Recently Uncle Oko travelled outside the country and came back telling us that he had been elected (or was it sold to him?) the best mayor of Africa. Oh, its’ true, I’m not kidding you, dear reader.

And the irony of it all was that he hosted the conference of mayors in Accra this week which was graced by this flooding, and showcasing to his fellow mayors why he is the best mayor in Africa – he inspects flooded communities every year with television cameras following.

As usual, the politicians have started taking cover by telling us to avoid blame games. Haba, what else should we do, that despite the so-called national sanitation day in Accra where Oko made himself the traffic warden, the arresting policeman, and the presiding judge arresting drivers and giving them his own prescribed punishments, Accra continues to flood and kill people?

One fact about us as a nation is that governments don’t sack their non-performing appointees especially those who have powerful godfathers and mothers in the corridors of power, and such non-performing appointees also don’t resign because nobody can do them ‘huuu’. Pity!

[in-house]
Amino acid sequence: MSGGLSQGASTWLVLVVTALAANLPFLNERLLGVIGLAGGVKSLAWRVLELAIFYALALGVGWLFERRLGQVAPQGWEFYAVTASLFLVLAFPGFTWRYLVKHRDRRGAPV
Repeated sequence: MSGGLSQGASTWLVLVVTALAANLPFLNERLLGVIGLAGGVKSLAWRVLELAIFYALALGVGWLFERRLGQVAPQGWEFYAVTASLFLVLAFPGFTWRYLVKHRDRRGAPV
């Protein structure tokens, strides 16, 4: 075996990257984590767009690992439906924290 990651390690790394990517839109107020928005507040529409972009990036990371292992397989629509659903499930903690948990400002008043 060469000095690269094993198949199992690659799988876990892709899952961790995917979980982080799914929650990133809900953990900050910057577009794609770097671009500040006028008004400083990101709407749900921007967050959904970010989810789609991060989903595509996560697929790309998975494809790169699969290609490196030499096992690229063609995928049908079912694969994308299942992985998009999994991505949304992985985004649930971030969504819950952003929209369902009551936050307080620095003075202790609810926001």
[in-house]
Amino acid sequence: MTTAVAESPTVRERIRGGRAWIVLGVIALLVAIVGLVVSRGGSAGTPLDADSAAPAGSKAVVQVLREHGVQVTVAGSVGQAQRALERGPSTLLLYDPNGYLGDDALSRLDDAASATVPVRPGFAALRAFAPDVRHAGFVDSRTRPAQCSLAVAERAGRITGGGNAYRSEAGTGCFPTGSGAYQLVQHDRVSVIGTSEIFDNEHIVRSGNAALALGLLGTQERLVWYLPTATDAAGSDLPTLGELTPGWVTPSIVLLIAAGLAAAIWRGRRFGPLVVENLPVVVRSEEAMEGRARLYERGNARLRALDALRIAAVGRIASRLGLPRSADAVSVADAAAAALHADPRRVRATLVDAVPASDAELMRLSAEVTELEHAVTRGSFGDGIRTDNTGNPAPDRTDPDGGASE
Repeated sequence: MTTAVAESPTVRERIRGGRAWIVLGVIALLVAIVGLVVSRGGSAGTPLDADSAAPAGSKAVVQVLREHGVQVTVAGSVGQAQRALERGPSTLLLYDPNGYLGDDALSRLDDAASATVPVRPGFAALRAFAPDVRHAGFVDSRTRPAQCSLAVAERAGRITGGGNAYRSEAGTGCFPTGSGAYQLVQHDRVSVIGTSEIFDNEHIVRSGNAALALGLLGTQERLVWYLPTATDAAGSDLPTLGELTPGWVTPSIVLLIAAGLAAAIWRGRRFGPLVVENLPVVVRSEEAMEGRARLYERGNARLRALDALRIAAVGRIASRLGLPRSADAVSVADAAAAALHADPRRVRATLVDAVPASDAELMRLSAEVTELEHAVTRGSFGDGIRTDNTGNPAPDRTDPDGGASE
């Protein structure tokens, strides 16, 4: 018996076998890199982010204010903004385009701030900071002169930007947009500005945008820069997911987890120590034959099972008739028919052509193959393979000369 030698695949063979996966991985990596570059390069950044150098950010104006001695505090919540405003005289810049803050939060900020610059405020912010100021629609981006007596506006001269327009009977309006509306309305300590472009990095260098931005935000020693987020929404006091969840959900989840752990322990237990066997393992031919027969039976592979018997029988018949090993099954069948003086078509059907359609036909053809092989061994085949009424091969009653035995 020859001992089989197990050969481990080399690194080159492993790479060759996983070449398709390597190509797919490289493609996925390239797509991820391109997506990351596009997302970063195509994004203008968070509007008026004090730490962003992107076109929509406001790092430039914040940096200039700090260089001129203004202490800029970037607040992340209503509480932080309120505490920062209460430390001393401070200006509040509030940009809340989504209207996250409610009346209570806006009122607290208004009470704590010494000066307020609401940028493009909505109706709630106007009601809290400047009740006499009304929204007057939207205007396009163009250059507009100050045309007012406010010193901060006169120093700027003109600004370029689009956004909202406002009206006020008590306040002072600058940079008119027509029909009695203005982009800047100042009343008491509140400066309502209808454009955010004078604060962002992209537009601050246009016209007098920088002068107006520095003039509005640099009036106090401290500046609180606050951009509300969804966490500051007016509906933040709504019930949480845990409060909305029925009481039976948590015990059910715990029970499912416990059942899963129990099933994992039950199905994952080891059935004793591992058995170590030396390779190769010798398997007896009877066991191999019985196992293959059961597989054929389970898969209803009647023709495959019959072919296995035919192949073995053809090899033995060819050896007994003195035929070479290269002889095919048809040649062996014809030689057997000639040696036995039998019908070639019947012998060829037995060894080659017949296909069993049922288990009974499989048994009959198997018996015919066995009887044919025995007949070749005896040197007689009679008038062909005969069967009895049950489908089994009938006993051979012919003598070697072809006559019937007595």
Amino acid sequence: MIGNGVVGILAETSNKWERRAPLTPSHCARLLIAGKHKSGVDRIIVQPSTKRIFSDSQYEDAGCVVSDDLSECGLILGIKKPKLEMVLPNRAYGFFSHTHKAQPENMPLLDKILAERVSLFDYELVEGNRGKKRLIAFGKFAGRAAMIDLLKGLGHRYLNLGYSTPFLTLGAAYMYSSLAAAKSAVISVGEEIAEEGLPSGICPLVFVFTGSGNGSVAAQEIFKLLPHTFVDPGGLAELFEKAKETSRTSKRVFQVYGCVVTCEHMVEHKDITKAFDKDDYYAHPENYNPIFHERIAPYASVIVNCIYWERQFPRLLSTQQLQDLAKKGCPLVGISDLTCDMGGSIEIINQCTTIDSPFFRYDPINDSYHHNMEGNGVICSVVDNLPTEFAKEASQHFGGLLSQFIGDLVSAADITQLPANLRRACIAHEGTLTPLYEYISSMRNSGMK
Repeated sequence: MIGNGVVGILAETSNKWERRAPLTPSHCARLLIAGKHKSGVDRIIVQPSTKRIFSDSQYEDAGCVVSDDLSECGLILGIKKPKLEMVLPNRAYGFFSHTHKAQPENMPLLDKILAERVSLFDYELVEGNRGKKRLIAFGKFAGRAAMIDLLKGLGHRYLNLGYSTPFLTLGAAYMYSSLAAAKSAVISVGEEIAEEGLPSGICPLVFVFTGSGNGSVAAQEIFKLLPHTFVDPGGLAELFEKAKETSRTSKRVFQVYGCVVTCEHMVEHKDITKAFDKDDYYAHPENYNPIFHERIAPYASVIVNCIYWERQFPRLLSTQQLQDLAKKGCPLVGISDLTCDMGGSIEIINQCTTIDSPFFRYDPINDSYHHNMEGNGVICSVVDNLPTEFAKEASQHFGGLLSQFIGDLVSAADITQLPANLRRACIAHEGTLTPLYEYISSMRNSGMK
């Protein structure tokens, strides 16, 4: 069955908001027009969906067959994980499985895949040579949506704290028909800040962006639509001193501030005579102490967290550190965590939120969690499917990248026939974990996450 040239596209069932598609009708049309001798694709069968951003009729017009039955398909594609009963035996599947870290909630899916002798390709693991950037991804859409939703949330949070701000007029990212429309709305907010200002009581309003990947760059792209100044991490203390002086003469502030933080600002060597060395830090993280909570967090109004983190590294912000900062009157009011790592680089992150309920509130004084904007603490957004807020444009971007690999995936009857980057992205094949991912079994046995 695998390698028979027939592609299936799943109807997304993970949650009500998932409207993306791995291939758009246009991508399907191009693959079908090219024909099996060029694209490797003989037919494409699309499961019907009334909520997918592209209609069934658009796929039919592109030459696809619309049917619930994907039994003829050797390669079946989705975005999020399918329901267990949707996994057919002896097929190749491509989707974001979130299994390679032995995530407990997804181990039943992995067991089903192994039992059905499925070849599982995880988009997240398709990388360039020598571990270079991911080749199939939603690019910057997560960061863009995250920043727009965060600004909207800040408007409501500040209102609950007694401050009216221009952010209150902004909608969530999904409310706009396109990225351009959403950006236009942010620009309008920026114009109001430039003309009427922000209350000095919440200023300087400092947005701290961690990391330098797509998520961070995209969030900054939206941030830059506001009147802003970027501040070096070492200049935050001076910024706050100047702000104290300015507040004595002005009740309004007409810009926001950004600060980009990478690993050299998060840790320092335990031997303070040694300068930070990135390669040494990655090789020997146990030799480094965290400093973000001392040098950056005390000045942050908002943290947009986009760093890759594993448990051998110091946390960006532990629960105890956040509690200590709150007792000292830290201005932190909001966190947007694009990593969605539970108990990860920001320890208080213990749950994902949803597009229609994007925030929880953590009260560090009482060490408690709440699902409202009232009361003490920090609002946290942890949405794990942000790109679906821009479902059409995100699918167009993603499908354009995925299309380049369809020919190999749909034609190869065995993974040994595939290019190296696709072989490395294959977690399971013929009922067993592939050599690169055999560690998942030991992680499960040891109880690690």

For this reason, instead of Oko Vanderpuiye feeling ashamed and resigning, he moves round with his bosses with a policeman holding an umbrella over his head doing photo-shooting for the media.

For now, all that I can say is to plead with the rain to go away for now and come another time, by which period we would have forgotten that over 200 people died on Wednesday night because some people failed to do their work.

Is GFA president Nyantakyi there; can somebody please tell him that whether he cried for Blatter’s resignation or not, we will call for investigations into the activities of the GFA in the same way FIFA is being investigated. GFA can never be outside the realm of our national focus and he and his team cannot again bully us by running to FIFA.

We will come back to why Nyantakyi voted in the name of Ghana for Blatter when it was clear the FIFA executive body had engaged in corrupt practices; Nyantakyi’s baseless statements over the resignation of Sepp Blatter; and his unwarranted accusation of the US government of “clandestine moves to destroy the image of FIFA”.

Columnist: Frankly Speaking